Stress is the feeling we have too much to do and too much on our mind or other people are making unreasonable demands on us or dealing with situations that we have no control over them. Severe stress that continues for a long time can lead to problems with mental health. This requires help from a health professional.
There are many ways that we can reduce the stress that we feel, for example learning to handle things better, using relaxation techniques and lifestyle changes.
The main causes of stress are: moving house, getting married, having a baby, bereavement, serious illness, work, poverty.
Sometimes stress can be useful in situations as it releases adrenaline and cortisol which keeps us alert and focused.
Stress can cause a number of different responses in our bodies like: headaches, constant tiredness, sweating, sleeping problems, depression, irritability and so on.
You may feel like the stress in your life is out of your control, but you can always control the way you respond. Managing stress is all about taking charge: taking charge of your thoughts, your emotions, your schedule, your environment, and the way you deal with problems. Stress management involves changing the stressful situation when you can, changing your reaction when you can’t, taking care of yourself, and making time for rest and relaxation.
Remember the four As: avoid, alter, adapt, or accept.
- Avoid unnecessary stress. Not all stress can be avoided, but by learning how to say no, distinguishing between “shoulds” and “musts” on your to-do list, and steering clear of people or situations that stress you out, you can eliminate many daily stressors.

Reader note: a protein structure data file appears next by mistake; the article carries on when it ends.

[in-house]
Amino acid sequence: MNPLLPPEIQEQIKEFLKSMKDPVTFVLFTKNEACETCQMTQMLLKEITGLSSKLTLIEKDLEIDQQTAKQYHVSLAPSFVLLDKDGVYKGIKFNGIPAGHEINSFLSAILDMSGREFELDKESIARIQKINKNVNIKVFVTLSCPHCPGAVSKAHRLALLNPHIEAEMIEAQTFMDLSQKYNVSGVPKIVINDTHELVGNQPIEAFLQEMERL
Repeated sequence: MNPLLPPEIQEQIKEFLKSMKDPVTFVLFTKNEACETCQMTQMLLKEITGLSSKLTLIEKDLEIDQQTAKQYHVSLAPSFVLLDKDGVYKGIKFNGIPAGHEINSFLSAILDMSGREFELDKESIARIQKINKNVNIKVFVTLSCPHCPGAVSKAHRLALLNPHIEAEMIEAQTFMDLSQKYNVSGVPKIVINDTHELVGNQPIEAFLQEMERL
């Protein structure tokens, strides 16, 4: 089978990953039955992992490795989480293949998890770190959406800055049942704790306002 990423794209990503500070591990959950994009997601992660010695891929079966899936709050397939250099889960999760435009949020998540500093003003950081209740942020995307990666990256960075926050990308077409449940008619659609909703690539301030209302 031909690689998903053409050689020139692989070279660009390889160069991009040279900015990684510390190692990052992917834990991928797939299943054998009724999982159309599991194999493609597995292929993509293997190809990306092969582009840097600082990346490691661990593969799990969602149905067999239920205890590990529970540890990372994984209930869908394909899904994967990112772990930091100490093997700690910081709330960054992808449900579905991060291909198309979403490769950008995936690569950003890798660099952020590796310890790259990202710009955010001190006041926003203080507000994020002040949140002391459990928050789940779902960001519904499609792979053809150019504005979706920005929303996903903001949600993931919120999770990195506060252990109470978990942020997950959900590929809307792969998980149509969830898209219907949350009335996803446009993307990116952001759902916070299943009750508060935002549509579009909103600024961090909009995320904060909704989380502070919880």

- Alter the situation. If you can’t avoid a stressful situation, try to alter it. Be more assertive and deal with problems head on. Instead of bottling up your feelings and increasing your stress, respectfully let others know about your concerns. Or be more willing to compromise and try meeting others halfway on an issue.
- Adapt to the stressor. When you can’t change the stressor, try changing yourself. Reframe problems or focus on the positive things in your life. If a task at work has you stressed, focus on the aspects of your job you do enjoy. And always look at the big picture: is this really something worth getting upset about?
- Accept the things you can’t change. There will always be stressors in life that you can’t do anything about. Learn to accept the inevitable rather than rail against a situation and making it even more stressful. Look for the upside in a situation—even the most stressful circumstances can be an opportunity for learning or personal growth. Learn to accept that no one, including you, is ever perfect.
You can also better cope with the symptoms of stress by strengthening your physical health.
- Set aside relaxation time. Relaxation techniques such as yoga, meditation, and deep breathing activate the body’s relaxation response, a state of restfulness that is the opposite of the stress response.
- Exercise regularly. Physical activity plays a key role in reducing and preventing the effects of stress. Nothing beats aerobic exercise for releasing pent-up stress and tension.
- Eat a healthy diet. Well-nourished bodies are better prepared to cope with stress. Start your day with a healthy breakfast, reduce your caffeine and sugar intake, and cut back on alcohol and nicotine.
- Get plenty of sleep. Feeling tired can increase stress by causing you to think irrationally. Keep your cool by getting a good night’s sleep
For more advice and information call into Miller’s pharmacy where we can help you!